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Houston Faces Opposition to One Bin Trash Plan

One bin for allHouston’s One Bin for All trash plan, touted by the city as the next evolution in recycling, may be facing some opposition by a coalition of groups who do not agree with the program’s proposed environmental value.

Houston’s One Bin for All plan would allow Houston residents to place all trash, recyclables, and compostables in one bin, which it says would provide for a much higher rate of resource recovery.

The city cites the goals of the project to include significantly increasing diversion and decreasing the amount of waste sent to landfills, allowing all residents to simply put their discarded materials into one bin (excluding heavy trash, e-waste and household hazardous waste), protecting air quality by reducing greenhouse gas emissions caused by organic materials in landfills, stimulating community interest in and responsibility for reducing, reusing and recycling, and creating jobs.

However, Zero Waste Houston, a coalition including Texas Campaign for the Environment, Sierra Club Houston Regional Group, Houston Peace and Justice Center, and Dr. Robert Bullard, a founder of GreenAction, have come together in opposition to the city’s plan. On July 10 they plan to release a report titled “It’s Smarter to Separate,” at a press conference near Houston City Hall.

Zero Waste Houston asserts that gasification has never worked on trash in the US, and that it creates air pollution similar to more traditional mass burn incinerators. They point out that single bin technologies have never achieved the 75 percent recycling rate sought by the Mayor’s plan because of high contamination rates.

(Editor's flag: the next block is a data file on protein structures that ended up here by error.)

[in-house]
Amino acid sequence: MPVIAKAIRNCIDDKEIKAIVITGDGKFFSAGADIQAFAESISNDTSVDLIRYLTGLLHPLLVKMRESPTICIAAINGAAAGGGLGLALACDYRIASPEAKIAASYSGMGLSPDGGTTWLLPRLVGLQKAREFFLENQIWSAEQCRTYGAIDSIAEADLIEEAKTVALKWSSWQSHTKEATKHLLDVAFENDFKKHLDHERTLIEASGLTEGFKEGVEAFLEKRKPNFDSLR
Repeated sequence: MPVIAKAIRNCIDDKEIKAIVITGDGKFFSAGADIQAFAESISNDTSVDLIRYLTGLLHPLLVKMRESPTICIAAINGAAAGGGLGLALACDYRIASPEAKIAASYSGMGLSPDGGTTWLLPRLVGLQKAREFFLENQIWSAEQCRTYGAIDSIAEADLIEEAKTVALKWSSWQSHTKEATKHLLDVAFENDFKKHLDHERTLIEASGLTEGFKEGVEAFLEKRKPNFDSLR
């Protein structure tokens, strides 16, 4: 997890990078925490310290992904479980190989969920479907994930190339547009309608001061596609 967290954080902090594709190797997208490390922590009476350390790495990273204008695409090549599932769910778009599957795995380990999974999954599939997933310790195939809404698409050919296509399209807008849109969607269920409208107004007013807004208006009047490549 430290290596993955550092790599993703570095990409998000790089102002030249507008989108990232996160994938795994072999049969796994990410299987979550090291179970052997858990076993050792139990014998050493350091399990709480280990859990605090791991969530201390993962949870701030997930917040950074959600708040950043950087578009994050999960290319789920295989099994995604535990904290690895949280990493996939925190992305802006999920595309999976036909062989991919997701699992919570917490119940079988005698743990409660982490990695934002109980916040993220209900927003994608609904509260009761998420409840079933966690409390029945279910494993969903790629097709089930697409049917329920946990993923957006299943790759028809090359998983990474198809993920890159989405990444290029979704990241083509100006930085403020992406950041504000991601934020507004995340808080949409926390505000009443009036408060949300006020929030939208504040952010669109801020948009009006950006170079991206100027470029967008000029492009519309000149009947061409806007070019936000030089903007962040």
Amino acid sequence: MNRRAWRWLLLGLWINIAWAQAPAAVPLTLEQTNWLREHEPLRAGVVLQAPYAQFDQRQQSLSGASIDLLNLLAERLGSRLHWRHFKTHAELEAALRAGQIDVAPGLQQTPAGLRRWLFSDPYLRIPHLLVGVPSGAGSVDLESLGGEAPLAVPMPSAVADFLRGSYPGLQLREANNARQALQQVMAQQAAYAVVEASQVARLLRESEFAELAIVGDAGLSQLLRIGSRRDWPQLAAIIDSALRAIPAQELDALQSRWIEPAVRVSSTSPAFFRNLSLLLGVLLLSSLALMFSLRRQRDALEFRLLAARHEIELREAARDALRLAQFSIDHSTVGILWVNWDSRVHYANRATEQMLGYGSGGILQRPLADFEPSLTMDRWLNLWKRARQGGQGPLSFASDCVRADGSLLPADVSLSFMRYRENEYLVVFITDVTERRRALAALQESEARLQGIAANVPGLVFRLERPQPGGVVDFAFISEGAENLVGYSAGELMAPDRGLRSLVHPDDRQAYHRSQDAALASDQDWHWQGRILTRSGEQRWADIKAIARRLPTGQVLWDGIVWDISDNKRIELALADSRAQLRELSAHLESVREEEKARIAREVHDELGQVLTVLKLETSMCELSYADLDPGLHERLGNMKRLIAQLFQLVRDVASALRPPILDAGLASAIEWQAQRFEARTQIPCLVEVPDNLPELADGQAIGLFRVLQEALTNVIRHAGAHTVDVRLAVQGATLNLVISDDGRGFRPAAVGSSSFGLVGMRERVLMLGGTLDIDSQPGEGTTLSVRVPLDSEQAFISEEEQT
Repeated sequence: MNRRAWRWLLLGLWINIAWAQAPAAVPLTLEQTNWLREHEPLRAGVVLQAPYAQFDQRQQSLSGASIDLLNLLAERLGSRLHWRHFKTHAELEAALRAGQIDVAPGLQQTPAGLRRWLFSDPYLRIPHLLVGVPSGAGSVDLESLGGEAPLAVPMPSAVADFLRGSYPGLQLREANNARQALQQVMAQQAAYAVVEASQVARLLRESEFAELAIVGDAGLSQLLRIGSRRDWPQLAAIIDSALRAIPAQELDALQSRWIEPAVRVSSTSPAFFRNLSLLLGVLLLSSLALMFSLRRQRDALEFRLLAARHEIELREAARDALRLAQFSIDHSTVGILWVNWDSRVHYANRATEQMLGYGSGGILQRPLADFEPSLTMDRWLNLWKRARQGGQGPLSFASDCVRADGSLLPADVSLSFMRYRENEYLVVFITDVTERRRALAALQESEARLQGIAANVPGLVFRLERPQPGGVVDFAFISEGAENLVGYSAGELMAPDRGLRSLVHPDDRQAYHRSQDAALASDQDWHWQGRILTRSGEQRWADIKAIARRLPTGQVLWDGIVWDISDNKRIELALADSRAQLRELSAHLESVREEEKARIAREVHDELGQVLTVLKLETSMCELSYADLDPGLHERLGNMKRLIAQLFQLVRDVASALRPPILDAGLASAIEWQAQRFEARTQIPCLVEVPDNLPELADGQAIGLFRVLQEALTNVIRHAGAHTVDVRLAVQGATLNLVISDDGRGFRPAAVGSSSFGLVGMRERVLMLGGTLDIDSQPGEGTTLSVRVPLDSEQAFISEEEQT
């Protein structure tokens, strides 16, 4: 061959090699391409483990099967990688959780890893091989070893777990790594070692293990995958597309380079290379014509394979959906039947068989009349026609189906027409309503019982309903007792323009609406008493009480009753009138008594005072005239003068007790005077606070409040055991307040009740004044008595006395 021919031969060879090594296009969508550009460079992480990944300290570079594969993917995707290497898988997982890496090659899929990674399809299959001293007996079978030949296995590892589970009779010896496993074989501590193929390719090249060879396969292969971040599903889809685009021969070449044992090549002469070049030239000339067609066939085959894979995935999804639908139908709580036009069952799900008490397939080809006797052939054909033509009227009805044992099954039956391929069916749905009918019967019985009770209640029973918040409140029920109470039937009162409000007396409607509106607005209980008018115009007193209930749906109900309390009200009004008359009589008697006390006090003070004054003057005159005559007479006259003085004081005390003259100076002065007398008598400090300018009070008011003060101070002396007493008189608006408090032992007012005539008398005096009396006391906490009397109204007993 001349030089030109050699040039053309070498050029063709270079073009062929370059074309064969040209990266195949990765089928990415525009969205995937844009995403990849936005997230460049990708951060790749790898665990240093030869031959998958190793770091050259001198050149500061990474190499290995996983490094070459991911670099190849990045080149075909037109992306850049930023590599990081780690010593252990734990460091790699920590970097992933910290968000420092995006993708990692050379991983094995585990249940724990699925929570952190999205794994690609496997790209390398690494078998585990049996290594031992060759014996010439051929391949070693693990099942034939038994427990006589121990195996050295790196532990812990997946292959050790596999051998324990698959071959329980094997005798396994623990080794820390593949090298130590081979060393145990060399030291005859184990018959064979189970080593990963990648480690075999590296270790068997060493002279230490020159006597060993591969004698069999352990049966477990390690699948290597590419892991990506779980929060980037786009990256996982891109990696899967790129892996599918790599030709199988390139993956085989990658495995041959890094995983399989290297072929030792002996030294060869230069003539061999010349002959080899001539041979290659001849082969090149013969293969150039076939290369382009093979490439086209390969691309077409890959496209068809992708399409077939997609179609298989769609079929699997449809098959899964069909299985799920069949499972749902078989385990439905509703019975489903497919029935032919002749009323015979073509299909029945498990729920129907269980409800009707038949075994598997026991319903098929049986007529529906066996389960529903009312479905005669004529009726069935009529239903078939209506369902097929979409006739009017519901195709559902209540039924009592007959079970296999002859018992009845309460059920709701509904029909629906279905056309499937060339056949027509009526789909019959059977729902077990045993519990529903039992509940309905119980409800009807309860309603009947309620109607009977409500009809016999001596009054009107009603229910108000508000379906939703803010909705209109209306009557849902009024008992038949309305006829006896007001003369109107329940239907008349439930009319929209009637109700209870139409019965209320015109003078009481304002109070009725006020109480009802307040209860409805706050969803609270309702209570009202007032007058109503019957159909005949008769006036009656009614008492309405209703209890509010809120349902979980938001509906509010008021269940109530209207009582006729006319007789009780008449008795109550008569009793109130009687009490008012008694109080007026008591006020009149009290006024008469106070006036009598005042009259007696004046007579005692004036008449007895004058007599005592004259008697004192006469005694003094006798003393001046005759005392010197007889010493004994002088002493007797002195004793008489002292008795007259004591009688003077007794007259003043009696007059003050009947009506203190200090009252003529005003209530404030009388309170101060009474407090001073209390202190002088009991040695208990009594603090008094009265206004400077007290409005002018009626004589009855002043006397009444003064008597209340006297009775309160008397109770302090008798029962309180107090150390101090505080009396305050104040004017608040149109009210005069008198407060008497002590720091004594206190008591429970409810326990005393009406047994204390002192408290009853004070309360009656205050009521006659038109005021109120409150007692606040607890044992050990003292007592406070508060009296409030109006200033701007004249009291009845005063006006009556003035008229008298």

The group is proposing that Houston instead adopt a single-stream approach, expanding the use of large green bins for each home and focusing on education to improve recycling over time. The group also points out that other cities are implementing zero waste plans successfully.

Houston’s One Bin for All plan was the winner of a $1 million prize from Bloomberg Philanthropies as part of the Mayors Challenge, a contest rewarding innovation in American cities.

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2 thoughts on “Houston Faces Opposition to One Bin Trash Plan

  1. Don’t mix our trash and recycling! It is common sense, when you mix trash and recycling into the same container it is no longer a recycling bin, it is a trash bin. Cities such as Dallas, Austin , and San Antonio achieve better recycling rates than us! I think the city is looking for an easy fix to the problem. We all like easy solutions to our problems, the difference here is that the easy “fix” is not actually a “fix” it is a step in the wrong direction. I am urging the city of Houston to give everyone a big green bin for recycling , not for trash.

  2. This is a huge backward step. It promotes the previous mentality of “put it at the curb and it will “go away””. This is the ultimate single stream but the wrong way. You know that ALL ALL (sic) waste will be included (e.g. Ewaste and HHW as well) will end up in the stream. Everyone needs to participate in the solution of extending landfills, recouping mineral resources…)

    I would rather see a little bit of free labor at each and every household than to see a municipal/regional sorting facility that would be a cost to the towns, cities, regions (designing, building, transporting and sorting…..) tim,.,

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